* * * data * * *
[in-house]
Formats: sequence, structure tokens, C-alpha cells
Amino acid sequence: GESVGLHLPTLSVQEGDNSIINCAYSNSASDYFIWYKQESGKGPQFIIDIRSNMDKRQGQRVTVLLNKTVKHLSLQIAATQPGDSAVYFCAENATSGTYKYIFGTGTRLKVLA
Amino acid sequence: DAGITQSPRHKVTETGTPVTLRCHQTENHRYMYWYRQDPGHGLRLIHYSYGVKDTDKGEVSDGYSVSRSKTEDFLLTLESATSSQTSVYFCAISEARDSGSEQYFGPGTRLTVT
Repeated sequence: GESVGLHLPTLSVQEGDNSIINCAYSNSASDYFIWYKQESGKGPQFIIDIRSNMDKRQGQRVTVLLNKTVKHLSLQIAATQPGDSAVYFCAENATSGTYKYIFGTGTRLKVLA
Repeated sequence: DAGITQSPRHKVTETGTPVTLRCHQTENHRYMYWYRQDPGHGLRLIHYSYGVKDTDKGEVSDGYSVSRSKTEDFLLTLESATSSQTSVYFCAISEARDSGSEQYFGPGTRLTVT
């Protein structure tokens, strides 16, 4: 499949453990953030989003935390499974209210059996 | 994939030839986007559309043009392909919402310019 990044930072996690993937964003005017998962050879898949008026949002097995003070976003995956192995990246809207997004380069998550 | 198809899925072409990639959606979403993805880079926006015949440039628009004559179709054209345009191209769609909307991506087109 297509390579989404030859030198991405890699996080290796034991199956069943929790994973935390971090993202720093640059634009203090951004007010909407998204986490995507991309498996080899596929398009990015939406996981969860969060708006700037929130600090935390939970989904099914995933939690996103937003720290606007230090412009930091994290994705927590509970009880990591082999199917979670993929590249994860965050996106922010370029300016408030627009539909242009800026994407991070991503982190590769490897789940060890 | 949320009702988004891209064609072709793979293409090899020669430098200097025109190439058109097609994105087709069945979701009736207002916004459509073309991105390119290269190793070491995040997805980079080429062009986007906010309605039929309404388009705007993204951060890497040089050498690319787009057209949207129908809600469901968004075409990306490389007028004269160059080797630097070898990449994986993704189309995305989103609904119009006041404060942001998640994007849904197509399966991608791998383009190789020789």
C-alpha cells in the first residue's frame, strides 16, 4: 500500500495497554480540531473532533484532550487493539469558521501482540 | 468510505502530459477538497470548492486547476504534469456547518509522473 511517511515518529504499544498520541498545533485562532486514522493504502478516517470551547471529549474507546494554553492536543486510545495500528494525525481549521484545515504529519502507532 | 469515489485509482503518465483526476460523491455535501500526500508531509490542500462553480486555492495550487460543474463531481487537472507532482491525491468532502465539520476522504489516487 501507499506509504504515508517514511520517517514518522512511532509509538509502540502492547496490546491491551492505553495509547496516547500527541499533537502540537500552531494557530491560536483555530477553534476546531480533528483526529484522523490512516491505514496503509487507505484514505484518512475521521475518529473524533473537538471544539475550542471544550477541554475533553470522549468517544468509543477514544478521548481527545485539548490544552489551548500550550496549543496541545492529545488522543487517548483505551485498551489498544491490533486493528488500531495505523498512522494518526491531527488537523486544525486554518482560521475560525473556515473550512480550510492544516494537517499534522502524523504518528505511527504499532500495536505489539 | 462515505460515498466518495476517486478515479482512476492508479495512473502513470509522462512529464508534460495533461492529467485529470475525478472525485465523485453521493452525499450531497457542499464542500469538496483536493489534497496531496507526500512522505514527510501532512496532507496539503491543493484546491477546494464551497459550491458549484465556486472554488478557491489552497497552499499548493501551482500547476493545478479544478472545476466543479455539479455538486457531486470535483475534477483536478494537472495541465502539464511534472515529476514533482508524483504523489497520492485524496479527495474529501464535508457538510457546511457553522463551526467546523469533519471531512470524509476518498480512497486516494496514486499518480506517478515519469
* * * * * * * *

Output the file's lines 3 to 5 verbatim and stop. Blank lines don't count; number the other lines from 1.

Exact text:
Amino acid sequence: GESVGLHLPTLSVQEGDNSIINCAYSNSASDYFIWYKQESGKGPQFIIDIRSNMDKRQGQRVTVLLNKTVKHLSLQIAATQPGDSAVYFCAENATSGTYKYIFGTGTRLKVLA
Amino acid sequence: DAGITQSPRHKVTETGTPVTLRCHQTENHRYMYWYRQDPGHGLRLIHYSYGVKDTDKGEVSDGYSVSRSKTEDFLLTLESATSSQTSVYFCAISEARDSGSEQYFGPGTRLTVT
Repeated sequence: GESVGLHLPTLSVQEGDNSIINCAYSNSASDYFIWYKQESGKGPQFIIDIRSNMDKRQGQRVTVLLNKTVKHLSLQIAATQPGDSAVYFCAENATSGTYKYIFGTGTRLKVLA